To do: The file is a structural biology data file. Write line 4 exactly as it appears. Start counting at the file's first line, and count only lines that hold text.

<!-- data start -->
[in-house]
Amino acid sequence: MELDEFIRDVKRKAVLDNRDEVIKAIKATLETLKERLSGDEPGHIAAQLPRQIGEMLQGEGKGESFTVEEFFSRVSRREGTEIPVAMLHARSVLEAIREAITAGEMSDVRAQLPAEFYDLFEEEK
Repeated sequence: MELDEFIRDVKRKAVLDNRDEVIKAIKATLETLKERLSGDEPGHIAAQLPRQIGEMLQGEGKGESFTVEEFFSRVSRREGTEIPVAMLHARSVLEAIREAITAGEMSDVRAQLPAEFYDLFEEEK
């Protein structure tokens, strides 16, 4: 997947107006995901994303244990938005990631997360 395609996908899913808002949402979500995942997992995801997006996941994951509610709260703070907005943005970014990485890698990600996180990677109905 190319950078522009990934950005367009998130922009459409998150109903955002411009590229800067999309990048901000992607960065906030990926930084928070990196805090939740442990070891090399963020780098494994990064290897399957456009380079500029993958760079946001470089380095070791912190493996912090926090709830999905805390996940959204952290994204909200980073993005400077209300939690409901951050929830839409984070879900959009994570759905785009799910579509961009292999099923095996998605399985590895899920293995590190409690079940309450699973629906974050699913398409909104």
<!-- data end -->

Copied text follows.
């Protein structure tokens, strides 16, 4: 997947107006995901994303244990938005990631997360 395609996908899913808002949402979500995942997992995801997006996941994951509610709260703070907005943005970014990485890698990600996180990677109905 190319950078522009990934950005367009998130922009459409998150109903955002411009590229800067999309990048901000992607960065906030990926930084928070990196805090939740442990070891090399963020780098494994990064290897399957456009380079500029993958760079946001470089380095070791912190493996912090926090709830999905805390996940959204952290994204909200980073993005400077209300939690409901951050929830839409984070879900959009994570759905785009799910579509961009292999099923095996998605399985590895899920293995590190409690079940309450699973629906974050699913398409909104």